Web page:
Friday 28 May 2010

Up in the air

Senior Librarian Fergus Wilde recently took the opportunity to enjoy the view from a platform sixty feet above Chetham's medieval buildings. The on-site arrival of a cherry picker for the essential inspection of guttering and roofs offered a photographic opportunity which proved impossible to resist.

The image above shows the quadrangle of the medieval building formed by the three-sided double cloister and the baronial hall. In the centre is the tiny cobbled yard known as Fox Court. Just behind the old buildings it is possible to see the Vallins Arts Centre, designed in the nineteenth century by Alfred Waterhouse.

This second shot shows the medieval buildings in the foreground, with the old steps descending down to the River Irk and the skylights set into the roof of the Priests' Wing giving additional light to the Library. The car park in the middle distance is on the site of the old Exchange Station.

Here you are looking down on the cobbled street known as Walker's Croft, underneath which runs the culverted River Irk. To the right of the picture you can see part of the construction works for the new building which will house Chetham's School of Music.

This shot of the cathedral also shows the view along Deansgate, with the partially obscured residential building known as Number One Deansgate just behind the cathedral tower. Also on the skyline are the Town Hall and the glass dome of the Royal Exchange, as well as other landmarks both old and new.

All of the photos can be enlarged by clicking on them.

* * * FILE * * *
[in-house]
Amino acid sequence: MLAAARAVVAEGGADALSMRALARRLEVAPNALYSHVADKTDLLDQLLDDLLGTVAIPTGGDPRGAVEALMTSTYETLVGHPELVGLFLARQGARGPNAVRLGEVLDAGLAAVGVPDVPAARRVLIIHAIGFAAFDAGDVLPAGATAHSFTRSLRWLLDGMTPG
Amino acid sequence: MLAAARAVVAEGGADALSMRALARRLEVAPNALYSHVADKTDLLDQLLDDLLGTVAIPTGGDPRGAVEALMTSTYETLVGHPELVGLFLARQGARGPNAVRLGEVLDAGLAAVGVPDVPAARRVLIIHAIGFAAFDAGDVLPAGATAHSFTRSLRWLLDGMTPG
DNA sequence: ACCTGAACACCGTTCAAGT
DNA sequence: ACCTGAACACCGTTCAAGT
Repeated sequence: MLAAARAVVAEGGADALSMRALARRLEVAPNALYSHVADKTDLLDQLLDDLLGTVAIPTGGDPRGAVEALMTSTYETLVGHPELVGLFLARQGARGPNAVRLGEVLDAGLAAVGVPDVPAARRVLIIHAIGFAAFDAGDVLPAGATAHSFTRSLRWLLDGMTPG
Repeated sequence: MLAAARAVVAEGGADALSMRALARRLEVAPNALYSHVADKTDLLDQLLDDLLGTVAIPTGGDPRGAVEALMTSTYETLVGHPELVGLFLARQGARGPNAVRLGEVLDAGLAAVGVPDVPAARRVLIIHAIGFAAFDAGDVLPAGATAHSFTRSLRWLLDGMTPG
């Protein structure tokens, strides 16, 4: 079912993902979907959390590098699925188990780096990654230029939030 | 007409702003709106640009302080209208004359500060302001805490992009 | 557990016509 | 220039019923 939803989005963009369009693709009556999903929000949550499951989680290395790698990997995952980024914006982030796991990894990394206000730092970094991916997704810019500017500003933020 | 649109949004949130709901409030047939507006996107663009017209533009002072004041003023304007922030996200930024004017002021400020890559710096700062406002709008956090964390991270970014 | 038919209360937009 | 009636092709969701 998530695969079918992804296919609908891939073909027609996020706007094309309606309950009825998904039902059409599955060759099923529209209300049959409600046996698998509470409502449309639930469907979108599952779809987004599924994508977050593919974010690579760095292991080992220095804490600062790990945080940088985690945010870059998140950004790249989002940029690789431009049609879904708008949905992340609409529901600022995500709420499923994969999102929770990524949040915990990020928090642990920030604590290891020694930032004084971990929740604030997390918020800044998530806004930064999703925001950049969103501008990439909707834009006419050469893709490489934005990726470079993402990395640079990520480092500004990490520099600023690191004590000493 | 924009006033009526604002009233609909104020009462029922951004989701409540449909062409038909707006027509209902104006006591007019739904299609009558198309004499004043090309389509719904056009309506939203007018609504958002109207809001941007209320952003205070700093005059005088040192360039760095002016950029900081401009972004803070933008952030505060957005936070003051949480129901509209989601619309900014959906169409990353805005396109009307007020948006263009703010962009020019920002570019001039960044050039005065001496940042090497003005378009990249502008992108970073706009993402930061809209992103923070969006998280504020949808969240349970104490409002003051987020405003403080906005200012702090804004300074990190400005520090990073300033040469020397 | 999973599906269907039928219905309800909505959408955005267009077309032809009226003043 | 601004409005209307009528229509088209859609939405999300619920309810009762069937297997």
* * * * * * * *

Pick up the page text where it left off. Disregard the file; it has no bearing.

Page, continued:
Friday 14 May 2010

An eighteenth-century scandal

This extremely rare, possibly unique, example of local print culture was bought from the bookseller Christian White of Modern First Editions, Ilkley. The work shows that the fascination for celebrity culture is nothing new and that nothing sells so well as a court case involving sex, money and the wealthy.

The thirty-two page pamphlet was published by Joseph Harrop, printer and proprietor of the Manchester Mercury soon after the court case. Sold for three pence, this was also given free to subscribers of Harrop’s newspaper, the 1770s equivalent to the free supplements which accompany today’s gossip magazines.

The tale, a story of bigamy and perjury among the aristocracy, gripped the nation.

In 1744 Elizabeth Chudleigh (1720-1788), maid of honour to Augusta, Princess of Wales, married a Royal Navy Officer, Augustus John Hervey. The pair decided to keep the marriage a secret so Elizabeth could retain her post at court. The marriage, however, failed and the couple separated. Hervey went back to sea and Elizabeth became the mistress of Evelyn Pierrepont, 2nd Duke of Kingston.

After some time, Hervey’s prospects improved when he succeeded his brother as heir to the Earl of Bristol. Kingston, however, was the better catch. In 1769 Hervey and Elizabeth colluded to conceal evidence of their wedding. Elizabeth committed perjury in the consistory court, but was declared a spinster and married the Duke within a month.

In 1773 Kingston died, leaving her all his property on condition that she remained a widow. In March 1775 Hervey succeeded his brother as Earl of Bristol. Elizabeth’s marriage to Hervey was declared legitimate, despite her denials, and she was therefore legally Countess of Bristol.

The Duchess was forced to return to England to defend herself against a charge of bigamy. The trial, in Westminster Hall before the House of Lords, was a sensation and tickets for the public gallery were eagerly sought. After hearing the evidence, all 119 Lords took it in turn to deliver their verdict. Each pronounced her guilty.

Elizabeth left the country in a hurry, but retained her inheritance from Kingston. For a while she lived in Calais before moving to the court of Catherine the Great in St Petersburg. She continued to style herself Duchess of Kingston until her death in Paris in 1788.